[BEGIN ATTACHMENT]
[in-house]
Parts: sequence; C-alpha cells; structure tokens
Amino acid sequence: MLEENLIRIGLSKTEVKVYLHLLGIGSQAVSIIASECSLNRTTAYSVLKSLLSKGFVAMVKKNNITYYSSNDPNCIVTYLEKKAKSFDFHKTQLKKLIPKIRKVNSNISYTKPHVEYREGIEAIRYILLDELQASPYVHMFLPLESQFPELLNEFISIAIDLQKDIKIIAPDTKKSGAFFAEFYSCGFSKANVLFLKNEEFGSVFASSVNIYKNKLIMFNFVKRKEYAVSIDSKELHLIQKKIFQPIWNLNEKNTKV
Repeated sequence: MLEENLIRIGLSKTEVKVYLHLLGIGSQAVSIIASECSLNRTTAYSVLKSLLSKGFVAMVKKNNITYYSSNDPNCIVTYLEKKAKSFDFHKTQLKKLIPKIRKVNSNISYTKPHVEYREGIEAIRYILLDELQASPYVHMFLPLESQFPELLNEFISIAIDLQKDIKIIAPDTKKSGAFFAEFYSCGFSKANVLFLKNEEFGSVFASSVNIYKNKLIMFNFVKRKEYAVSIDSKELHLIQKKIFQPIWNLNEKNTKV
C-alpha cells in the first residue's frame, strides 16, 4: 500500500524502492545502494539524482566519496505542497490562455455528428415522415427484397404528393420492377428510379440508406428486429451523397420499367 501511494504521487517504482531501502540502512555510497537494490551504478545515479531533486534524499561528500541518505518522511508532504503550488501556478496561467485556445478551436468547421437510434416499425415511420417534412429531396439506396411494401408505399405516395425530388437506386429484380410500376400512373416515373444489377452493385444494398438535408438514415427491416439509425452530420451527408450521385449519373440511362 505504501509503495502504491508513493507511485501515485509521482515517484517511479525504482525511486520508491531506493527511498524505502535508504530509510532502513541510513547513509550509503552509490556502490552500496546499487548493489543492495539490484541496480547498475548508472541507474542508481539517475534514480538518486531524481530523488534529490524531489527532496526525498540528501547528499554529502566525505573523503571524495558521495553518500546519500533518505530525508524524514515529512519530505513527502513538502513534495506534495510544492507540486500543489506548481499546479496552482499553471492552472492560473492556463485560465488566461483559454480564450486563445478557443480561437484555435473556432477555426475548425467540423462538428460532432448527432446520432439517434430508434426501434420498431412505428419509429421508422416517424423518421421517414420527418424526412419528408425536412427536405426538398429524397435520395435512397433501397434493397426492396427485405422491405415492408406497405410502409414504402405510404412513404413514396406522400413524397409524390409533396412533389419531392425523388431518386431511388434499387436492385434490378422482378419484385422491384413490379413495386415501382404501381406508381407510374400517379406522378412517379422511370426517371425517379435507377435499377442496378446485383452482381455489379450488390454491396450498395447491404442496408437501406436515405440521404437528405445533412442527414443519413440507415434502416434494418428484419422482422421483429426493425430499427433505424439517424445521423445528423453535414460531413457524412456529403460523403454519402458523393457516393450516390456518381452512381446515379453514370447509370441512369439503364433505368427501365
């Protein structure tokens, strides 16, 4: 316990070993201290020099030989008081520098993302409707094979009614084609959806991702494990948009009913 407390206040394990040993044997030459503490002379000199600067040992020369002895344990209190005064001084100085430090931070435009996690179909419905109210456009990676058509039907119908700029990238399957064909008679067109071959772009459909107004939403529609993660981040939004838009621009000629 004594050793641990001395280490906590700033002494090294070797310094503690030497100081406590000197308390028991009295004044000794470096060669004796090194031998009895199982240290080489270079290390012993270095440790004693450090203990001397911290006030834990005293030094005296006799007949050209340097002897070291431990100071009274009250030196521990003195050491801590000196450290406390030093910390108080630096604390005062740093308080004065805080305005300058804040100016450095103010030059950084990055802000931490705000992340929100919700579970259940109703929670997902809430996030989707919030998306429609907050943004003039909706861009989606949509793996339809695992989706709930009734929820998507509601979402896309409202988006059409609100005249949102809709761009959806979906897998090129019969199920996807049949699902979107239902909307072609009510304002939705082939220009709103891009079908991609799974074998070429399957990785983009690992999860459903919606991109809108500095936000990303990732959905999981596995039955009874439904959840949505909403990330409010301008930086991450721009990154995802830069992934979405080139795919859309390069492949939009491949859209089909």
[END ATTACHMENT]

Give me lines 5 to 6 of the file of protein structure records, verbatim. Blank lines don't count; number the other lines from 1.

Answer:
C-alpha cells in the first residue's frame, strides 16, 4: 500500500524502492545502494539524482566519496505542497490562455455528428415522415427484397404528393420492377428510379440508406428486429451523397420499367 501511494504521487517504482531501502540502512555510497537494490551504478545515479531533486534524499561528500541518505518522511508532504503550488501556478496561467485556445478551436468547421437510434416499425415511420417534412429531396439506396411494401408505399405516395425530388437506386429484380410500376400512373416515373444489377452493385444494398438535408438514415427491416439509425452530420451527408450521385449519373440511362 505504501509503495502504491508513493507511485501515485509521482515517484517511479525504482525511486520508491531506493527511498524505502535508504530509510532502513541510513547513509550509503552509490556502490552500496546499487548493489543492495539490484541496480547498475548508472541507474542508481539517475534514480538518486531524481530523488534529490524531489527532496526525498540528501547528499554529502566525505573523503571524495558521495553518500546519500533518505530525508524524514515529512519530505513527502513538502513534495506534495510544492507540486500543489506548481499546479496552482499553471492552472492560473492556463485560465488566461483559454480564450486563445478557443480561437484555435473556432477555426475548425467540423462538428460532432448527432446520432439517434430508434426501434420498431412505428419509429421508422416517424423518421421517414420527418424526412419528408425536412427536405426538398429524397435520395435512397433501397434493397426492396427485405422491405415492408406497405410502409414504402405510404412513404413514396406522400413524397409524390409533396412533389419531392425523388431518386431511388434499387436492385434490378422482378419484385422491384413490379413495386415501382404501381406508381407510374400517379406522378412517379422511370426517371425517379435507377435499377442496378446485383452482381455489379450488390454491396450498395447491404442496408437501406436515405440521404437528405445533412442527414443519413440507415434502416434494418428484419422482422421483429426493425430499427433505424439517424445521423445528423453535414460531413457524412456529403460523403454519402458523393457516393450516390456518381452512381446515379453514370447509370441512369439503364433505368427501365
């Protein structure tokens, strides 16, 4: 316990070993201290020099030989008081520098993302409707094979009614084609959806991702494990948009009913 407390206040394990040993044997030459503490002379000199600067040992020369002895344990209190005064001084100085430090931070435009996690179909419905109210456009990676058509039907119908700029990238399957064909008679067109071959772009459909107004939403529609993660981040939004838009621009000629 004594050793641990001395280490906590700033002494090294070797310094503690030497100081406590000197308390028991009295004044000794470096060669004796090194031998009895199982240290080489270079290390012993270095440790004693450090203990001397911290006030834990005293030094005296006799007949050209340097002897070291431990100071009274009250030196521990003195050491801590000196450290406390030093910390108080630096604390005062740093308080004065805080305005300058804040100016450095103010030059950084990055802000931490705000992340929100919700579970259940109703929670997902809430996030989707919030998306429609907050943004003039909706861009989606949509793996339809695992989706709930009734929820998507509601979402896309409202988006059409609100005249949102809709761009959806979906897998090129019969199920996807049949699902979107239902909307072609009510304002939705082939220009709103891009079908991609799974074998070429399957990785983009690992999860459903919606991109809108500095936000990303990732959905999981596995039955009874439904959840949505909403990330409010301008930086991450721009990154995802830069992934979405080139795919859309390069492949939009491949859209089909």